She said the White House is confident it would pass the Democratic-run House, if Pelosi put it to a vote.

Investors unhappy

Trump said he had the authority to impose a 5 percent levy on all goods imported from Mexico and pledged to increase those duties to as high as 25 percent if Mexico did not dramatically reduce the number of migrants crossing the border.

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Investors have responded negatively, with the Dow Jones industrial average closing Friday down roughly 355 points, or 1.4%.

Still, Conway told reporters that “tariffs are a good way to get a trading partner’s attention, and apparently it did.”

Mexico’s foreign relations secretary, Marcelo Ebrard, announced that he and Secretary of State Mike Pompeo would lead talks Wednesday in Washington, a move seen as potentially easing tensions and avoiding retaliatory tariffs.

Both Mexico and Canada are moving ahead with steps toward ratifying the trade agreement.

Canada’s foreign minister, Chrystia Freeland, indicated that it’s up to the U.S. and Mexico to work out their dispute. “This is a bilateral issue,” she said. (VOA)

Next Story

Trump to Pursue Higher Sales Age for Vaping Devices: ‘An Age Limit of 21 or So’

Trump told reporters his administration will release its final plans for restricting e-cigarettes next week but provided few other details

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Trump, Sales, Vaping
President Donald Trump speaks to reporters on the South Lawn of the White House in Washington, Nov. 8, 2019. VOA

President Donald Trump said Friday his administration will pursue raising the age to purchase electronic cigarettes from 18 to 21 in its upcoming plans to combat youth vaping.

Trump told reporters his administration will release its final plans for restricting e-cigarettes next week but provided few other details.

“We have to take care of our kids, most importantly, so we’re going to have an age limit of 21 or so,” said Trump, speaking outside the White House.

Currently the minimum age to purchase any tobacco or vaping product is 18, under federal law. But more than one-third of U.S. states have already raised their sales age to 21.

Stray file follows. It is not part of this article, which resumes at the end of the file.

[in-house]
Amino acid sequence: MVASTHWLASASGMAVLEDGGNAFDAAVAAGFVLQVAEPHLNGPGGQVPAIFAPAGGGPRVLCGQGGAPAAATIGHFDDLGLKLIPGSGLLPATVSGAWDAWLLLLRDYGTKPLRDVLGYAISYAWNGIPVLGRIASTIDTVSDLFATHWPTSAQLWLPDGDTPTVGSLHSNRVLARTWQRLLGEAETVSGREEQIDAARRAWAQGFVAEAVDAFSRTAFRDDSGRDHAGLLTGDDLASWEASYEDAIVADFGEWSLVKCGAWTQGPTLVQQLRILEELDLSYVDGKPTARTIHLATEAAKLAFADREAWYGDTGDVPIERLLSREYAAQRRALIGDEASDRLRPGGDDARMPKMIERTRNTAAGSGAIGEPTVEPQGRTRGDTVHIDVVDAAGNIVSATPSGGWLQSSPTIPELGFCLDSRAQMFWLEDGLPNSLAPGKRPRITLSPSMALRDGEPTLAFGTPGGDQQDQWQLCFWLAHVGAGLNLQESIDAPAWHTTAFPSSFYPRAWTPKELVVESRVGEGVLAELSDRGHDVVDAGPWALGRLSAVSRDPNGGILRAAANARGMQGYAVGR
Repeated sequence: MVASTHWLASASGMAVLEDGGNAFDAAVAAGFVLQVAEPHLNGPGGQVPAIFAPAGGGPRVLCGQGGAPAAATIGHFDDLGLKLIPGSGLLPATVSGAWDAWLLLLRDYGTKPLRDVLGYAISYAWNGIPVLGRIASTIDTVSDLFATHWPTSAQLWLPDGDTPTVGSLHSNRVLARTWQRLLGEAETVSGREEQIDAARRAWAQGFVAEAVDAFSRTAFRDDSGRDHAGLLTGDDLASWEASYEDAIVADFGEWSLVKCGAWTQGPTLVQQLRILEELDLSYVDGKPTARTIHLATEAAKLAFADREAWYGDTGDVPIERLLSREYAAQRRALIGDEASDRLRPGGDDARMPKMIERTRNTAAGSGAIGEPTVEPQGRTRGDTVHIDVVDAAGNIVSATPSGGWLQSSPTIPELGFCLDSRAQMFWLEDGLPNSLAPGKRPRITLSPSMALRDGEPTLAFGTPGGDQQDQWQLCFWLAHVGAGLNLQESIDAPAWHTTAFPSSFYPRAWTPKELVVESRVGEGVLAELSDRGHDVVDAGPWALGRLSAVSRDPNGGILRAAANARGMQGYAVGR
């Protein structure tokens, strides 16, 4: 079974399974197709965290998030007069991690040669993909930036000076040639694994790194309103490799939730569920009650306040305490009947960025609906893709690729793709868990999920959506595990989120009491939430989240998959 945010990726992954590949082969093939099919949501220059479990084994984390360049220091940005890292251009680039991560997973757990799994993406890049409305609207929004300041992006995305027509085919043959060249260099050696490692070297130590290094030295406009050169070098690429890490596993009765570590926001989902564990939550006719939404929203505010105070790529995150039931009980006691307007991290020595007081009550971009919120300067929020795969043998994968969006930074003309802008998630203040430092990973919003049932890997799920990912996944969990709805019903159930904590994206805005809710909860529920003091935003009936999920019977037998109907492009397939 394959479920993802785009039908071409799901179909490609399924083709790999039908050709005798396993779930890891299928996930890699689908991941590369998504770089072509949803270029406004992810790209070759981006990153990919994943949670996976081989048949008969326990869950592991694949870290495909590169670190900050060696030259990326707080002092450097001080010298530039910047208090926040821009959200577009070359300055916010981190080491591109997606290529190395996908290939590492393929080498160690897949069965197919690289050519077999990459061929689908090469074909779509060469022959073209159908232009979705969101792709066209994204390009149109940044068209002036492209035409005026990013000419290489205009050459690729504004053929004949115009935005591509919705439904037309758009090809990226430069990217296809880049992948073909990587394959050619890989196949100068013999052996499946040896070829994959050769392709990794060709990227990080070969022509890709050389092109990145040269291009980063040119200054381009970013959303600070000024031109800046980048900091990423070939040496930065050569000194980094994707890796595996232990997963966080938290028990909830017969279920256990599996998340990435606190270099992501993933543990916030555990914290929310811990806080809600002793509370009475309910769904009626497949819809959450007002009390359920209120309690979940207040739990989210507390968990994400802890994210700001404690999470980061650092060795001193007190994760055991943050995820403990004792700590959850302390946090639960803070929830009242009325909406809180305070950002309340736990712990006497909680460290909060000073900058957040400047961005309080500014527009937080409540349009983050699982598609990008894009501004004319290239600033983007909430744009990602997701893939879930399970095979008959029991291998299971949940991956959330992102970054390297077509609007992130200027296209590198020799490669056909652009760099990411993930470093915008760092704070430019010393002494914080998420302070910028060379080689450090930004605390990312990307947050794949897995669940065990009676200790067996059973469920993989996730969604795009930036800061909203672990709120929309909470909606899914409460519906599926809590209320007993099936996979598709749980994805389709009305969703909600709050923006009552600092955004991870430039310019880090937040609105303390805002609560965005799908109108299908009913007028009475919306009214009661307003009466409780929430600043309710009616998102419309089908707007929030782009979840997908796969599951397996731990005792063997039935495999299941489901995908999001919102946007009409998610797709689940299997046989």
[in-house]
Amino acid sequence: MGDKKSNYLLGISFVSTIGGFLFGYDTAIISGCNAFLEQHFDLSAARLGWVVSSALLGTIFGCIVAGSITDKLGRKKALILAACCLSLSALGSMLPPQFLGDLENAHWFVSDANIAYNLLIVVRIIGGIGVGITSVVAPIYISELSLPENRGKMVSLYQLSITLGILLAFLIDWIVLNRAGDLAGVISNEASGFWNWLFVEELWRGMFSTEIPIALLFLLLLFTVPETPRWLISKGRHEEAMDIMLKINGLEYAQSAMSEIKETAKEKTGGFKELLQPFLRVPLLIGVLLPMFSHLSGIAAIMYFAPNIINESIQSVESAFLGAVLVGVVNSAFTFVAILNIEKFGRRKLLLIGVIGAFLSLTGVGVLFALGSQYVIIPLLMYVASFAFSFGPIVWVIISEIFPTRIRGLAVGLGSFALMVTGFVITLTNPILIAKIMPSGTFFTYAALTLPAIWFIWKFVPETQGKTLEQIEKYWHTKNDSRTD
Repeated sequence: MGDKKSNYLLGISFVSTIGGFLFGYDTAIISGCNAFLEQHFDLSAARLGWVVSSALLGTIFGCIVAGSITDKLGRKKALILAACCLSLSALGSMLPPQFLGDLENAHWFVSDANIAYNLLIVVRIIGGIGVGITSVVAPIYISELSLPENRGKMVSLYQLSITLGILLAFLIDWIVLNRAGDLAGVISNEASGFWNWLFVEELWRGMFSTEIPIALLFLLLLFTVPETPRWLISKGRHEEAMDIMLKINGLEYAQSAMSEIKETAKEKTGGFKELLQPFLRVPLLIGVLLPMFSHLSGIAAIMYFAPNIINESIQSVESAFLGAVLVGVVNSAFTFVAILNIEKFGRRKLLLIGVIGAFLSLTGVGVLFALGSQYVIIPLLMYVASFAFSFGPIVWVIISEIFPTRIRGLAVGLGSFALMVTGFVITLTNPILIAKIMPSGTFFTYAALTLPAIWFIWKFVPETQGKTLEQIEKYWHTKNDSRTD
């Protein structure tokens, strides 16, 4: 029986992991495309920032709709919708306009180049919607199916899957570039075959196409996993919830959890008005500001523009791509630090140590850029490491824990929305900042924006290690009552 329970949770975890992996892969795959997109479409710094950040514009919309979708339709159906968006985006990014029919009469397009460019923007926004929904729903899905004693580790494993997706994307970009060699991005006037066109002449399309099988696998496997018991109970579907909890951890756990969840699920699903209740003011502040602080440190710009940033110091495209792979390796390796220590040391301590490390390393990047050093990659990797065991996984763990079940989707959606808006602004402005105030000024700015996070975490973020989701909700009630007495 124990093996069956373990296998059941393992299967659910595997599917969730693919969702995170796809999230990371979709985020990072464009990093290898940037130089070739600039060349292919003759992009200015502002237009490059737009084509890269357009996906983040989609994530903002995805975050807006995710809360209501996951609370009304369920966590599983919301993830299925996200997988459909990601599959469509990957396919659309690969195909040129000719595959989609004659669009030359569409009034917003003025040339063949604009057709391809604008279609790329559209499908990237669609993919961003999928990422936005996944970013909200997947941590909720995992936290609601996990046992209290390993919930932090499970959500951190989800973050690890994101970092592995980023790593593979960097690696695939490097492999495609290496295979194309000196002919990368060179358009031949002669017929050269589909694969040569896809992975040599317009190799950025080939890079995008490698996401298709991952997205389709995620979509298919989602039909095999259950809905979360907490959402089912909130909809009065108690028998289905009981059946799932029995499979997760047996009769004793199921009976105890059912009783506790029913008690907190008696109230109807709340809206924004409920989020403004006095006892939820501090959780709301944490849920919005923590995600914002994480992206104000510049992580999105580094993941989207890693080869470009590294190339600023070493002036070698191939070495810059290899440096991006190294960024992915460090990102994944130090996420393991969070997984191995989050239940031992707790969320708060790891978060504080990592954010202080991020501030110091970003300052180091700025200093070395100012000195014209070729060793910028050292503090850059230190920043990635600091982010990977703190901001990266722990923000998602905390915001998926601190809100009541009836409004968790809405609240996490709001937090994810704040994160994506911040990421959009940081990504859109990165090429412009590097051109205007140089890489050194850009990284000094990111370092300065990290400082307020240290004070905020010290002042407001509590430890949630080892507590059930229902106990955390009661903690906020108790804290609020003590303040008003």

Trump, Sales, Vaping
FILE – A woman buys refills for her Juul at a smoke shop in New York, Dec. 20, 2018. VOA

A federal law raising the purchase age would require congressional action.

Administration officials were widely expected to release plans this week for removing virtually all flavored e-cigarettes from the market. Those products are blamed for soaring rates of underage use by U.S. teenagers.

However, no details have yet appeared, leading vaping critics to worry that the administration is backing away from its original plan.

Trump resisted any specifics on the scope of the restrictions.

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“We’re talking about the age, we’re talking about flavors, we’re also talking about keeping people working — there are some pretty good aspects,” Trump said.

Mint flavor

Underage vaping has reached what health officials call epidemic levels. In the latest government survey, 1 in 4 high school students reported using e-cigarettes in the previous month.

Fruit, candy, dessert and other sweet vaping flavors have been targeted because of their appeal to underage users.

Trump, Sales, Vaping
FILE – A man blows a puff of smoke as he vapes with an electronic cigarette, Oct. 18, 2019. VOA

On Thursday, Juul Labs, the nation’s largest e-cigarette maker, announced it would voluntarily pull its mint-flavored e-cigarettes from the market. That decision followed new research that Juul’s mint is the top choice for many high school students who vape.

With the removal of mint, Juul only sells two flavors: tobacco and menthol.

Vaping critics say menthol must be a part of the flavor ban to prevent teens who currently use mint from switching over.

‘Tobacco 21’ law

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Juul and other tobacco companies have lobbied in support of a federal “Tobacco 21” law to reverse teen use of both e-cigarettes and traditional tobacco products. The effort also has broad bipartisan support in Congress, including a bill introduced by Senate Majority Leader Mitch McConnell.

The logic for hiking the purchase age for cigarettes and other products is clear: Most underage teens who use e-cigarettes or tobacco get it from older friends. Raising the minimum age to 21 is expected to limit the supply of those products in U.S. schools.

Delaying access to cigarettes is also expected to produce major downstream health benefits, with one government-funded report estimating nearly 250,000 fewer deaths due to tobacco over several decades.

Still, anti-tobacco groups have insisted that any “Tobacco 21” law must be accompanied by a ban on flavors, which they say are the primary reason young people use e-cigarettes. (VOA)